Of course, I’d want The Ten Teacups, simply to hear you say “By Jove! When you see it actually done it is perfectly realistic!”

        Liked by 1 person

  7. Great piece Brad, lovely to read your thoughts on this. I love come to your reviews and settling in with a cup of tea for a long read.

    I do love this book, it is brilliant, and feels in many ways unique in Carr’s oeuvre. The whole set up it is just blindingly original, but never feels like it’s forced for the sake of a solution, a means to an end, or convoluted – which I still can’t understand how he managed.

    Its one of those Carr’s as well were every scene and every room still lives on in your mind. I can still see the room with the lamp and the garden beyond absolutely burned into my memory, or the little pharmacy with its glass door, or the upstairs with the projector whirling. Its just atmosphere after atmosphere.

    But for me I guessed the killer and method quite quickly, which did mar my experience a little. And left me feeling a little deflated, and wondering if there was something I missed.

    But on reflection I feel that this in many ways is a step on from the lecture in the Hollow Man, in that the whole book to me I think is one big meta narrative. It’s a book about detective fiction, a book about deduction/observation. It feels like the whole think is an experimental exercise for Carr, to see how deep he can explore the ideas around detective fiction.

    For me though, over all, what lasts forever is the clock trick, and how that relates to the whole idea of observation and the meta narrative of the book. Oh my… That is what dreams are made of.

    Liked by 2 people

    • I always maintain that I enjoy a book more when I don’t figure out whodunit! That’s one of my biggest problems with Halter, Dan! And it’s also one of the reasons I didn’t love The Emperor’s Snuff Box.

      I also don’t think I’m spoiling things here when I say that one of the things I loved about this book is that Carr presents us with five pretty likable people, spreads the suspicion around beautifully, and then shows us at the end what a truly despicable person the killer was. I love that total reversal of character, where every action turns out to have been misunderstood by us. (That’s one of the reasons I think the prologue is important.)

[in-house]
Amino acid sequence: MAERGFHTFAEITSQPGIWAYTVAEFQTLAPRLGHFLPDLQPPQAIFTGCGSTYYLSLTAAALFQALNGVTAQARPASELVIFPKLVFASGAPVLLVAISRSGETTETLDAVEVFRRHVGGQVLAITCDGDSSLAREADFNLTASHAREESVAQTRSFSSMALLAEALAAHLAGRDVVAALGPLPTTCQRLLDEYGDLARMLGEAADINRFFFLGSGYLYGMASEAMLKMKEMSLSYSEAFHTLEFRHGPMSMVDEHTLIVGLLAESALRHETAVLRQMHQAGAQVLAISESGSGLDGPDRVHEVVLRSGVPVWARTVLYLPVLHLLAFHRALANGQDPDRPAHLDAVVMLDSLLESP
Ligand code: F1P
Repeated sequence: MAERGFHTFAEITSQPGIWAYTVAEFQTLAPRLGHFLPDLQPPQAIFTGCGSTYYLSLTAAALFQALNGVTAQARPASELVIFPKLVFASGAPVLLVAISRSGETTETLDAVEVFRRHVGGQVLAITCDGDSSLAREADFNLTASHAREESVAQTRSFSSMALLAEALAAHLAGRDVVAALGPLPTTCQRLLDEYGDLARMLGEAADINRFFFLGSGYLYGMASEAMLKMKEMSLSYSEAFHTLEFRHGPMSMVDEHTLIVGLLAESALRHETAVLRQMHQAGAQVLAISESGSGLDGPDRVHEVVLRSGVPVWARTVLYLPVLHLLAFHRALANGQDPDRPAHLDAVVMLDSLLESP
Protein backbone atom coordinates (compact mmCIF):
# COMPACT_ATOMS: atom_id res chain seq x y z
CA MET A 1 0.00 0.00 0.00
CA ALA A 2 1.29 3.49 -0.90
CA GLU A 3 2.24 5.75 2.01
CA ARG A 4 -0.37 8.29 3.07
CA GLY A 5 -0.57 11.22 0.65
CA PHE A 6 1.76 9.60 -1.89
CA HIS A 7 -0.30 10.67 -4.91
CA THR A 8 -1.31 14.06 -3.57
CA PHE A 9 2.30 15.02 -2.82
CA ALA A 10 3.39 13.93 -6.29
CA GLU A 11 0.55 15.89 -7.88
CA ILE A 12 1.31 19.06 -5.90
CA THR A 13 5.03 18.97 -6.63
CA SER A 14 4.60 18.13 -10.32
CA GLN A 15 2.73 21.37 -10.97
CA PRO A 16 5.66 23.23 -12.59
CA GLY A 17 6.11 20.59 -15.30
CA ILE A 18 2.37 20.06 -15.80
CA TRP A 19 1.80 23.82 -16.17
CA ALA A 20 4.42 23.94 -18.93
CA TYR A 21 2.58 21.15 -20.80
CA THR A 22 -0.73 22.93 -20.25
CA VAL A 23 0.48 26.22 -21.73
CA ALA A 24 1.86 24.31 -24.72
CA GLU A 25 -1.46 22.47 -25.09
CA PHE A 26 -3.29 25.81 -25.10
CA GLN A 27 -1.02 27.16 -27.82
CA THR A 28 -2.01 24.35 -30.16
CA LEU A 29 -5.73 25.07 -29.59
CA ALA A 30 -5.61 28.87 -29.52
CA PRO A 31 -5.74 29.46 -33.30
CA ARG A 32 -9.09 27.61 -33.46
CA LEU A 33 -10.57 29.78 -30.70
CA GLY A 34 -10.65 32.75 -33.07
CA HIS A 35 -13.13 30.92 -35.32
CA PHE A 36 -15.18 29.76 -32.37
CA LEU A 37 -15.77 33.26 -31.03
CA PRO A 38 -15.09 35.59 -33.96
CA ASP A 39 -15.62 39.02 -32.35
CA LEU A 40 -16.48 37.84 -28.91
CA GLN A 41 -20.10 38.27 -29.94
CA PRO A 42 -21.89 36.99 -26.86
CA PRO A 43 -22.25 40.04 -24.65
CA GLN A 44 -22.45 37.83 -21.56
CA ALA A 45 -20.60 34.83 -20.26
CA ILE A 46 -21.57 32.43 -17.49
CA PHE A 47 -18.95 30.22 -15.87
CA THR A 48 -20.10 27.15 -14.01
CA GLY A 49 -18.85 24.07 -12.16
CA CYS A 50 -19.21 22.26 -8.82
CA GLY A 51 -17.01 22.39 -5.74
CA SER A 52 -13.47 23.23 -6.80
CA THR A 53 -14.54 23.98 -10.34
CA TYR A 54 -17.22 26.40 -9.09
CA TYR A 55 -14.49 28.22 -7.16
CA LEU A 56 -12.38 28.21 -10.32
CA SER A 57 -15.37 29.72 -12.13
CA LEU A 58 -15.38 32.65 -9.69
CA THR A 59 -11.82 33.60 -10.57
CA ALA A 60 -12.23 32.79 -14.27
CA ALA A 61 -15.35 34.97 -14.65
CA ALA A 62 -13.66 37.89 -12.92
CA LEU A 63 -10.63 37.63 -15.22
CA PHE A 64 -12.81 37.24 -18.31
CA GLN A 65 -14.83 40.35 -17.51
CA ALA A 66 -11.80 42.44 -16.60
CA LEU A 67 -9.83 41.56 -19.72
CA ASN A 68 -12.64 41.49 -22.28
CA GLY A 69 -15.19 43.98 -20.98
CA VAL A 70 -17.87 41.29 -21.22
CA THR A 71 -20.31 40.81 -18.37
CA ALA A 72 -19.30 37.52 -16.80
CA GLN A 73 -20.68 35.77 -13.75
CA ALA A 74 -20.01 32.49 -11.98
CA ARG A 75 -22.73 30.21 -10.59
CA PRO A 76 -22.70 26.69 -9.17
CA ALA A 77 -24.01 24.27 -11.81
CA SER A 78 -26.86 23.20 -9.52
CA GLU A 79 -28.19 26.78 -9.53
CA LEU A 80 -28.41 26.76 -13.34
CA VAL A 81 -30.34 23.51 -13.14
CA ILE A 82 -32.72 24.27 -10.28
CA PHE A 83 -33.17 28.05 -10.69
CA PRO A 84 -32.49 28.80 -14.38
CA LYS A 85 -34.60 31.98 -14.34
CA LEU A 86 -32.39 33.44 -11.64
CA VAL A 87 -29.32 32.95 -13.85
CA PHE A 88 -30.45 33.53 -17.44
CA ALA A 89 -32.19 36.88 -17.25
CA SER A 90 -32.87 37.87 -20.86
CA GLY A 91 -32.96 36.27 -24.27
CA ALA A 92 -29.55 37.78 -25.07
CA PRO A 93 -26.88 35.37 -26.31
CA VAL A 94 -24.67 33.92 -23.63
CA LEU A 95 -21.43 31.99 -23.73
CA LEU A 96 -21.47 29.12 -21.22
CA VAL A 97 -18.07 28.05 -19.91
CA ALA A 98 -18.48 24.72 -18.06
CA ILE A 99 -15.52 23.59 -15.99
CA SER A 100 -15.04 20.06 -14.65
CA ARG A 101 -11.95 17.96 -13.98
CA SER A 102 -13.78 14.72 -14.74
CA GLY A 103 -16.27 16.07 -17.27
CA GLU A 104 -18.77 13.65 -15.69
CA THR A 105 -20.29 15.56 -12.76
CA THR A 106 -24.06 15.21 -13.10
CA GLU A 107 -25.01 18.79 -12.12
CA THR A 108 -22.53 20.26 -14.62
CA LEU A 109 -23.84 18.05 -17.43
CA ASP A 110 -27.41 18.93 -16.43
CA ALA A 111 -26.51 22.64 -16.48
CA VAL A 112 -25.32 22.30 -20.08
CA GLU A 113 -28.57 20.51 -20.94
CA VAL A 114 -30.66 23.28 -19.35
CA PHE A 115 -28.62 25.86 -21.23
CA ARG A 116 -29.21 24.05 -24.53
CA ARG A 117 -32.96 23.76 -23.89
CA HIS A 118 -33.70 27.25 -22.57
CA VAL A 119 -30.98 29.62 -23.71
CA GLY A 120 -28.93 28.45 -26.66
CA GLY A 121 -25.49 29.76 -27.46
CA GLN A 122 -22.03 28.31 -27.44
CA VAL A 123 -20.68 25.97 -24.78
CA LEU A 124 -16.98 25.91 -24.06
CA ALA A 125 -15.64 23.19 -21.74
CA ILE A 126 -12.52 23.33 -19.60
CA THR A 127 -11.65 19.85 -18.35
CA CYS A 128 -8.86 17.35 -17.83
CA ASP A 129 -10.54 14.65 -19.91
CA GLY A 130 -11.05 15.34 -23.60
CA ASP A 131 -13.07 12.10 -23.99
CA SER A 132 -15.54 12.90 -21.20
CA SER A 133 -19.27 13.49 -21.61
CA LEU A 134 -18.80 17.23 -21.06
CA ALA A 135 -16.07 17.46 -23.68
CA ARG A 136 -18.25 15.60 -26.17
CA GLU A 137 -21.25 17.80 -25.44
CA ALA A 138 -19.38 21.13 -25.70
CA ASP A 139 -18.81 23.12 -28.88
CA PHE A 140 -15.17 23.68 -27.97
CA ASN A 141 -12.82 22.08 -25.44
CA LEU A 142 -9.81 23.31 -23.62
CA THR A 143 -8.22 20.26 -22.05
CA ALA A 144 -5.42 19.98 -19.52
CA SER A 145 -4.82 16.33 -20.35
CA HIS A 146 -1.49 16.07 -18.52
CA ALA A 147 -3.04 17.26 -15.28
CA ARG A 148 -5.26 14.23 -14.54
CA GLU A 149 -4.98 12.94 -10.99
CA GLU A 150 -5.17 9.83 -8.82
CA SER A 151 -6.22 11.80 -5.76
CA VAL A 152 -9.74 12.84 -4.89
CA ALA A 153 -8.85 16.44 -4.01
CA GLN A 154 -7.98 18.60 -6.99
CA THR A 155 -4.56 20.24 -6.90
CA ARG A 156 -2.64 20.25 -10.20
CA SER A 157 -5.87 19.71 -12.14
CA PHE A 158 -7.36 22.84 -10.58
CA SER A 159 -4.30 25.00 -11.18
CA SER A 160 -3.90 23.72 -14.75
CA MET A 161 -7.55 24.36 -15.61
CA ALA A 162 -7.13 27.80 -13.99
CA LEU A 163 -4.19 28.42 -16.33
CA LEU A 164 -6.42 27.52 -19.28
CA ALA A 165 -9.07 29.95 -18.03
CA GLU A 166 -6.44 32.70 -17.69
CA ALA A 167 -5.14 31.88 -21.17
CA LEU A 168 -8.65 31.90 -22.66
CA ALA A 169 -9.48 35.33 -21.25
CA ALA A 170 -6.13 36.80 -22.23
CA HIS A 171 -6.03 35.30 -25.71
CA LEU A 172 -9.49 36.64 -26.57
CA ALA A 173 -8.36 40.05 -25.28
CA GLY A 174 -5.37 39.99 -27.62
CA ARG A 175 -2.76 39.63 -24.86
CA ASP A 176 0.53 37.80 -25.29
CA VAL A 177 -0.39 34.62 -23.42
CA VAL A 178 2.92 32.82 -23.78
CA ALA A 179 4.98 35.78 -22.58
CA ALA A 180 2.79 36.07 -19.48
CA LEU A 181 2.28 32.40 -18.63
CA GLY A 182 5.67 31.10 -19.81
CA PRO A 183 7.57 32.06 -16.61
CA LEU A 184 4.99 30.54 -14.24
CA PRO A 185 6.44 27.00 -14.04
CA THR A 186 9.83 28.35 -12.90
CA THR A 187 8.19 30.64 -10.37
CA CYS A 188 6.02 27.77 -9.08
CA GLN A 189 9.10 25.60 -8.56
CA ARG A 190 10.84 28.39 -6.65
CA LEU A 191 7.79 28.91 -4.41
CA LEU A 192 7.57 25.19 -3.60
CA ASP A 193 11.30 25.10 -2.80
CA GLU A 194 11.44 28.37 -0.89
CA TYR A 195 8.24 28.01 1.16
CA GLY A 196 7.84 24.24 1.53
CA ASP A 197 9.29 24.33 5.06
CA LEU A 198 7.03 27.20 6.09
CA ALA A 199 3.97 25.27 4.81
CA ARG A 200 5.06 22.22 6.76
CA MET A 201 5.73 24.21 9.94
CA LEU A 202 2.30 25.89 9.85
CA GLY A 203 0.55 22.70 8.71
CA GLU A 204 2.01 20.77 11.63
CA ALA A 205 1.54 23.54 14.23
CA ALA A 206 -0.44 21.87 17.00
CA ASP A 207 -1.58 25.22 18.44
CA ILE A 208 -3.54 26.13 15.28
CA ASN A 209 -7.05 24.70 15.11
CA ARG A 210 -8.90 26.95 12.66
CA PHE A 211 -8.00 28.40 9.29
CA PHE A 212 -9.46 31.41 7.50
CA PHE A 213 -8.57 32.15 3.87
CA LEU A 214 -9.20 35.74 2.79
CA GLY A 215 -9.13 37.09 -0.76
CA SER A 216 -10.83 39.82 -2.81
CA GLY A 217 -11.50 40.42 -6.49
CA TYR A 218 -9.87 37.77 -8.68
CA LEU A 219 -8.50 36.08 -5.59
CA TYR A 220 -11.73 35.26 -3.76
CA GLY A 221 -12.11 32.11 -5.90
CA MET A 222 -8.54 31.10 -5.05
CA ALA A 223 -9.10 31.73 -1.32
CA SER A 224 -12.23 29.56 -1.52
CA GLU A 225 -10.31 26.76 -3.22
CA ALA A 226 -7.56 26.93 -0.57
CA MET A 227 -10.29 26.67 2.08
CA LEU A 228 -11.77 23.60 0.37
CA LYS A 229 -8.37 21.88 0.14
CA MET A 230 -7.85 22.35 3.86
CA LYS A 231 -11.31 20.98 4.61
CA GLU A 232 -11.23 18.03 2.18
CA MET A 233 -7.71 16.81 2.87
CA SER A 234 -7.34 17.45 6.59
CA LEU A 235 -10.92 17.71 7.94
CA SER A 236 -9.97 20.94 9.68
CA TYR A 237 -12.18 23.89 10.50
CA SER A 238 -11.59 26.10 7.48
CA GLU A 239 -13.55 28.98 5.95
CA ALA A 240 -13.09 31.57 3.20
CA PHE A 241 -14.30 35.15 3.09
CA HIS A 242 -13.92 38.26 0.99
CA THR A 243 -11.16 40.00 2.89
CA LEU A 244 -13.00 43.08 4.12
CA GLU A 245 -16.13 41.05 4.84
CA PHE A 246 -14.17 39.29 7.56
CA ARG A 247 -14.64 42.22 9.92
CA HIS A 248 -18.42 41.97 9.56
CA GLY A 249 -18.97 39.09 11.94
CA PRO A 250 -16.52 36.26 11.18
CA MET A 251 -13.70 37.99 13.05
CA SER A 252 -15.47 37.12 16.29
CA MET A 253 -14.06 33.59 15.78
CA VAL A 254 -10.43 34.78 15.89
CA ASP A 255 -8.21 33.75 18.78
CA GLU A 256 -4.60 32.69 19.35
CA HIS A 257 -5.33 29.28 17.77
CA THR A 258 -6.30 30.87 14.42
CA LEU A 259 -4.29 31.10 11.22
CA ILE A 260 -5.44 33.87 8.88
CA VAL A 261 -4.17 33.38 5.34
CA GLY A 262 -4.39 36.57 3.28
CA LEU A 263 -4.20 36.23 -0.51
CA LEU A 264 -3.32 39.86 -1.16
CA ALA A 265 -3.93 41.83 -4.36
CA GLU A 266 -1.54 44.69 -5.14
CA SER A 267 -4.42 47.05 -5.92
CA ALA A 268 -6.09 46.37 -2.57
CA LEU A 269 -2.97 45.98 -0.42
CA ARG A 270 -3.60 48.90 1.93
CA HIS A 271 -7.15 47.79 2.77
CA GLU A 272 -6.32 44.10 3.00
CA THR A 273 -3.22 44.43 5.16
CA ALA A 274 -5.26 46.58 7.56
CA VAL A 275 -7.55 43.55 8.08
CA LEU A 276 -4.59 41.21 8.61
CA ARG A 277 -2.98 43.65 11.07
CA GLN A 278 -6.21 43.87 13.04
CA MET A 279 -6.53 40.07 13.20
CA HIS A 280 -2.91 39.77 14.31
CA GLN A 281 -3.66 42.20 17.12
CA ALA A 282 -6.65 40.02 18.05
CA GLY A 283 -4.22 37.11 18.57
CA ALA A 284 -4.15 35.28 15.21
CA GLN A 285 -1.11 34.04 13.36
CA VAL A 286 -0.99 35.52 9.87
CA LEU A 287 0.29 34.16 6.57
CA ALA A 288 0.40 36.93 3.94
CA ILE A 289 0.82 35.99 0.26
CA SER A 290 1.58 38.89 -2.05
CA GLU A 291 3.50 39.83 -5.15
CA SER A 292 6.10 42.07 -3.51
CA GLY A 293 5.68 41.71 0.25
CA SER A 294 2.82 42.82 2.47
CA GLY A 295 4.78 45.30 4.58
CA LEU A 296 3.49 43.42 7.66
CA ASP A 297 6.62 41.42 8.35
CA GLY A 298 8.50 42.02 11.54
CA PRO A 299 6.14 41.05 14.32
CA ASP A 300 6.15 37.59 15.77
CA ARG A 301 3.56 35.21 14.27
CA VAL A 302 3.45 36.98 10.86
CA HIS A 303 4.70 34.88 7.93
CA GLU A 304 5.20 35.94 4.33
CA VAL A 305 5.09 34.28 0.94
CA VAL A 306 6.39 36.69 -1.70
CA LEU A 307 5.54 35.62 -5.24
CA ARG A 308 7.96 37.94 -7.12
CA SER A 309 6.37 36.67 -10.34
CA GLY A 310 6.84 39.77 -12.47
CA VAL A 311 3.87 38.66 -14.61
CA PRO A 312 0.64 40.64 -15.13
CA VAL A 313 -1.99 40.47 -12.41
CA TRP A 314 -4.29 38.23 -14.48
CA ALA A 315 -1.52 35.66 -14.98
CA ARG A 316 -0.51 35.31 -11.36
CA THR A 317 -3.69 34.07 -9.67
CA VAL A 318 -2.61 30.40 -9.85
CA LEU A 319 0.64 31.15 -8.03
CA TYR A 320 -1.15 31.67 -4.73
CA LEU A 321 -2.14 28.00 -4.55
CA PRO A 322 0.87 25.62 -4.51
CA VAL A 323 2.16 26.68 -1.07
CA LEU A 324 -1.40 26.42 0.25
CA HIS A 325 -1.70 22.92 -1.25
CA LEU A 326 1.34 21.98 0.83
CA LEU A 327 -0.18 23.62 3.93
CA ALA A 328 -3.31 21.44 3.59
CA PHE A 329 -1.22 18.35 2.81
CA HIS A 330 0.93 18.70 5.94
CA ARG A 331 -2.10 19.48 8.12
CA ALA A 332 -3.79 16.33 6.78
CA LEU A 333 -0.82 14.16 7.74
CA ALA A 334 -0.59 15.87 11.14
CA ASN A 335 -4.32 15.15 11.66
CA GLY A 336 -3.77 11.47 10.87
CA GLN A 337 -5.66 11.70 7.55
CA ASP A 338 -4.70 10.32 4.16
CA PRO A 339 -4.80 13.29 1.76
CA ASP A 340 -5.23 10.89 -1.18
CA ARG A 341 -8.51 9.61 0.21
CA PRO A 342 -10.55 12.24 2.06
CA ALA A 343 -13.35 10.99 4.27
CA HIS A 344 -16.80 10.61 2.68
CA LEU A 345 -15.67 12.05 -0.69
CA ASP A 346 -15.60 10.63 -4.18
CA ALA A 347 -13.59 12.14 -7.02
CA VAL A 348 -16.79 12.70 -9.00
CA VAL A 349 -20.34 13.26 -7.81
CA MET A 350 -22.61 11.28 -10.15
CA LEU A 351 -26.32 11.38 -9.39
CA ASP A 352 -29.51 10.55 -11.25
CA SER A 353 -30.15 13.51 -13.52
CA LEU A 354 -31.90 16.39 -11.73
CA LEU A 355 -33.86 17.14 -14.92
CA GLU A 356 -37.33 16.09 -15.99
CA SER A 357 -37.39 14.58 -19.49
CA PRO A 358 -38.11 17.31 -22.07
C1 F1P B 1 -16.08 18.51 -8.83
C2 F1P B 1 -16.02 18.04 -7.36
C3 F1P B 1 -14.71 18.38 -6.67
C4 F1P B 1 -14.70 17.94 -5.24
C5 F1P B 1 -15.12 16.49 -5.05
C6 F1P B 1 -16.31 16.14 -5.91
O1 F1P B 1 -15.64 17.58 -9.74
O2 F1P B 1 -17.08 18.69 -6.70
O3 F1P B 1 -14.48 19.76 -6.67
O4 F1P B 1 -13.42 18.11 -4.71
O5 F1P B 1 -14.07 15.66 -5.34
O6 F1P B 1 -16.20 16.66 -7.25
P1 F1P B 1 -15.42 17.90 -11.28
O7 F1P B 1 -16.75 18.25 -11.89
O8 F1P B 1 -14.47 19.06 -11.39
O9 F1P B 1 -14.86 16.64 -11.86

Liked by 1 person

  8. I really liked the puzzle for this one; I liked the writing somewhat less. I think the very first Carr novel where I liked both the writing and the puzzle was my fourth outing, which was ‘Emperor’s Snuff-box’. Thanks for the review! 😀


  9. Fascinating reading, and the comments of a particularly high standard. I liked this book, while tending to agree with Noah’s criticisms (in my blogpost on it I wondered if someone had told him to insert that opening scene in Pompeii, as it seems pointless). My big problem with the book is that from fairly early on I wasn’t in any doubt who had done it, although method was still a mystery. I thought he didn’t spread the possibilities out amongst 5 likeable people, I thought there was no serious contest. I can’t say more for fear of spoilers, but detection and clever clues did not feature much in it.

    Liked by 1 person

    • Have no fear, Moira: this is exactly how I felt about The Emperor’s Snuff Box, and nobody understands! That killer was apparent to me from the beginning, and everybody keeps saying, “But how could you have figured that out???” When a solution seems that clear, it’s hard for a true fan to totally embrace a book.


  10. I just read it and liked it well enough, but I don’t love it. It’s very clever and the howdunnit was excellent. My main problem is, that I found the killer too obvious.





    If it was one of the three characters in the “audience”, it had to be the one sitting closest to the French Window. Once we were told who it was, I had no doubts.


  11. Pingback: The Problem of the Green Capsule by John Dickson Carr (1939) – Bedford Bookshelf

  12. Pingback: My Book Notes: The Problem of the Green Capsule, a.k.a. The Black Spectacles, 1939 (Dr Gideon Fell # 10) by John Dickson Carr – A Crime is Afoot